Even his second inning lead-off slider that Rocco Baldelli put out of the ballpark for his first Red Sox homer was put in a nice spot, but Baldelli made a great swing to take it yard. But there was a small thing I did notice on the mound with Kazmir. He made a effort to look down and always check his footing after releasing the pitch. If you noticed on the television screen, after every pitch he glanced down to see where his landing point was on the mound. Maybe that was the small mechanical point he spoke of after his last outing. He voiced a displeasure in a level of his mechanics in his last post-game interview, and maybe they figured it out and he was just trying to maintain that level of consistency in the start.
But for whatever reason, Kazmir did look good today. He showed composure and also a sense of dominance we have seen missing from him this year. Oh, he has had great starts in 2009, but this one felt different for some reason. He seemed to be watching himself more, testing his stuff and throwing like he did in 2007 with more sliders and that wicked change-up that compliments his fast ball so well. He only threw 5 innings in the game, and only 100 pitches, but he did display a great work ethic today. His strikeout ratio have gone down since his huge numbers a few years, but maybe he is becoming a more complete pitcher who doesn’t have to win every game anymore by extreme measures.
Sunday’s Smatterings of Thoughts
**** Yesterday’s Fox broadcast of the Rays versus Red Sox game seemed to be riddled with some mis-guided comments and observation by the broadcast team. I have always liked Tim McCarver and Dick Stockton as a duo, but yesterday they did make some very smartsy comments that I hope other people also heard during the broadcast.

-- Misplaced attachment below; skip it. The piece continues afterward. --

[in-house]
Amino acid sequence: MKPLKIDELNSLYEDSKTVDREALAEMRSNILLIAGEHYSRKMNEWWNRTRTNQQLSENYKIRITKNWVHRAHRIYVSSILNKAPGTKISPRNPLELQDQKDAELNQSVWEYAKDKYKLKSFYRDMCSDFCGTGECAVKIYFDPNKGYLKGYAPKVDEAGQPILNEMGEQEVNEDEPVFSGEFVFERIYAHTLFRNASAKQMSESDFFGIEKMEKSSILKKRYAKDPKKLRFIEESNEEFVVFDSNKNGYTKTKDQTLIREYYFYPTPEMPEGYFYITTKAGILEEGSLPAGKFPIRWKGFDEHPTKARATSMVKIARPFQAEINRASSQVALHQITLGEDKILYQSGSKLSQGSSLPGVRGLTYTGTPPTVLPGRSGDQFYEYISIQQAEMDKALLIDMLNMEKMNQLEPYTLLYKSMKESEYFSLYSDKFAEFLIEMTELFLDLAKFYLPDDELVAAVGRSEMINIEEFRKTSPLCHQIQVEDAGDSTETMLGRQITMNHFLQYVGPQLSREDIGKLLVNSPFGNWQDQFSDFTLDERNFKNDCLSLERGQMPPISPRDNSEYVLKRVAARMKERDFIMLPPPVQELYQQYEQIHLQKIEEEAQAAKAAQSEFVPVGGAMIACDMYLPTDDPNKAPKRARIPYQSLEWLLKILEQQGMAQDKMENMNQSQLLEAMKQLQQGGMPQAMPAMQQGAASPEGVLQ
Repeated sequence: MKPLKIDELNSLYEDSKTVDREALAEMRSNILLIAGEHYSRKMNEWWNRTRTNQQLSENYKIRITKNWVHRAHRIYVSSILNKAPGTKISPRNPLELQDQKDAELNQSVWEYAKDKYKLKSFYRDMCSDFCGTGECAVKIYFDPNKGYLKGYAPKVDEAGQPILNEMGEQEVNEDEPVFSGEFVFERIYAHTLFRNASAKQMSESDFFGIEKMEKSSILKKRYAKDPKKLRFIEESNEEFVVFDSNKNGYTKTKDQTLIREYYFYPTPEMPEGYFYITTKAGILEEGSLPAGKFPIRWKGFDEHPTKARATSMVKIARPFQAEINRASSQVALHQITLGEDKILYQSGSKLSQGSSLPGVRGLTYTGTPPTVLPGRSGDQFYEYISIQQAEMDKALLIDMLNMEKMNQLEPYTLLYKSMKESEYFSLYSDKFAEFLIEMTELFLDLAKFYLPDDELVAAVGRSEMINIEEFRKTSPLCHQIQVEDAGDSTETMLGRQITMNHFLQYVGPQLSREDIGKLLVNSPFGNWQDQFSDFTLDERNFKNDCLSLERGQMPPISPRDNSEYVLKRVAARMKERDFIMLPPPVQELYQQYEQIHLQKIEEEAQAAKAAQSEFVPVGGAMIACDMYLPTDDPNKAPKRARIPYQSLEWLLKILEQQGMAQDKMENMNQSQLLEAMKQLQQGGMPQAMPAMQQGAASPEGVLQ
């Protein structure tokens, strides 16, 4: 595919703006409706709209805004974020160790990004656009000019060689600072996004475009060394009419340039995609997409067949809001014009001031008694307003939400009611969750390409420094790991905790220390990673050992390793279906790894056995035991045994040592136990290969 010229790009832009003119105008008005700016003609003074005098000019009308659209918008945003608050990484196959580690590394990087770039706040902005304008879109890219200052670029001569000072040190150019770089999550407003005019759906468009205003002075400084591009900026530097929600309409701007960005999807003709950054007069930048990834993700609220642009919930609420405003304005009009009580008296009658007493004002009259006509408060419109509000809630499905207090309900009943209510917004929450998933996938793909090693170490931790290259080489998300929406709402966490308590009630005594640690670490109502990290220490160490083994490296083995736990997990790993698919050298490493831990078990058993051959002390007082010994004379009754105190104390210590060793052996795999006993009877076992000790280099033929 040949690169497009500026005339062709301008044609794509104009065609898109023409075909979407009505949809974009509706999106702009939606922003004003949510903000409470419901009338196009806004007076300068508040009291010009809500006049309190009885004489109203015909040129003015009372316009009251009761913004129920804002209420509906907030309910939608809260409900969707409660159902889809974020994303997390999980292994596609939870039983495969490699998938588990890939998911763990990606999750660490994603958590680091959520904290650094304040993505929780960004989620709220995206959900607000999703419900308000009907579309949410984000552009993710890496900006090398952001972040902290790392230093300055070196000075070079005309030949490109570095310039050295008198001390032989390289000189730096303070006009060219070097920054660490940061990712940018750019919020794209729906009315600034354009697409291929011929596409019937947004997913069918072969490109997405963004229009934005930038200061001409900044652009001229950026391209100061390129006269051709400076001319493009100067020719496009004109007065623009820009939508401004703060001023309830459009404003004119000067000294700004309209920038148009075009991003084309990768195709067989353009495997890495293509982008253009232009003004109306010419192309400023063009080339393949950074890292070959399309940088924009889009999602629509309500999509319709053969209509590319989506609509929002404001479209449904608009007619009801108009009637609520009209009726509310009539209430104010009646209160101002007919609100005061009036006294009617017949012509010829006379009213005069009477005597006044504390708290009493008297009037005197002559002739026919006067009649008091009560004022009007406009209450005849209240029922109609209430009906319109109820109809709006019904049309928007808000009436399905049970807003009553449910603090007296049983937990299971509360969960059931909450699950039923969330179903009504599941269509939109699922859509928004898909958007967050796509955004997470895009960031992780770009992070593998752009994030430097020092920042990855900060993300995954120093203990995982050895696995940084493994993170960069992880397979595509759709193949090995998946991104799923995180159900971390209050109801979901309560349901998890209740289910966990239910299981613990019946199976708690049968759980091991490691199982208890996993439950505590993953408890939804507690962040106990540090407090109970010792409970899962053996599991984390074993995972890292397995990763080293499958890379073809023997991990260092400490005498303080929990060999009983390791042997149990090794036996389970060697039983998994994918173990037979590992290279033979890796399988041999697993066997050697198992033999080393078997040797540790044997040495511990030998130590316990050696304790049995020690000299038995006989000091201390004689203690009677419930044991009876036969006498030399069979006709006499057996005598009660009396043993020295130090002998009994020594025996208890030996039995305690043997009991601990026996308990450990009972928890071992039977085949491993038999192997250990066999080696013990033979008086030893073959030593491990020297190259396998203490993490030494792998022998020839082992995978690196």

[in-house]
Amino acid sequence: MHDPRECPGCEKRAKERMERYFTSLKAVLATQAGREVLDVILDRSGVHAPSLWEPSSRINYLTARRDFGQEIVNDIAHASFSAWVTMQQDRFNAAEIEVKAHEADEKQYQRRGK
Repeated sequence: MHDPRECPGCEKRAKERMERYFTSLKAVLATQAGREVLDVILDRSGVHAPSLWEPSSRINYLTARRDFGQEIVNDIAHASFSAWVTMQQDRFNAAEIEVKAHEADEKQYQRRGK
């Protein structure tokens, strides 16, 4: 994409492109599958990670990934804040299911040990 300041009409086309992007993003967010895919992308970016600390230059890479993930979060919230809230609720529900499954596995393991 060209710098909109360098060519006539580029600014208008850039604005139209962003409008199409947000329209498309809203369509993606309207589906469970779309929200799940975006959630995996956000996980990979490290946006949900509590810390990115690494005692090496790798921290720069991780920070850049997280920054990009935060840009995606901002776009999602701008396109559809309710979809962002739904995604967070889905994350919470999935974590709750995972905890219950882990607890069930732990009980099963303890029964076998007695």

1) Dick Stockton called Red Sox Jon Lester a “rightie” at one point when discussing the pitcher’s performance in the top of the second inning.
2)Tim McCarver in the top of the third inning said that Boston was the only team that had a winning record against the Rays in 2009. Well, Baltimore currently has a 4-1 record against the Rays in 2009 after winning their first series against the Rays, and splitting the last series against the team.
3) McCarver called Jason Bartlett “Evan Longoria” in the bottom of the sixth inning after he scored on Akinora Iwamura’s sacrifice fly.
**** The Rays are now 7-3 in their last 10 games and have scored 65 runs (6.5 runs per game average). They have combined for 304 hits this year and scored a total of 166 runs. They have also now hit 76 doubles this season, only trailing the Toronto Blue Jays by a single double for the A L lead. On the negative side, they have also now struck out as a team 258 times in 2009 to lead the American League in that category.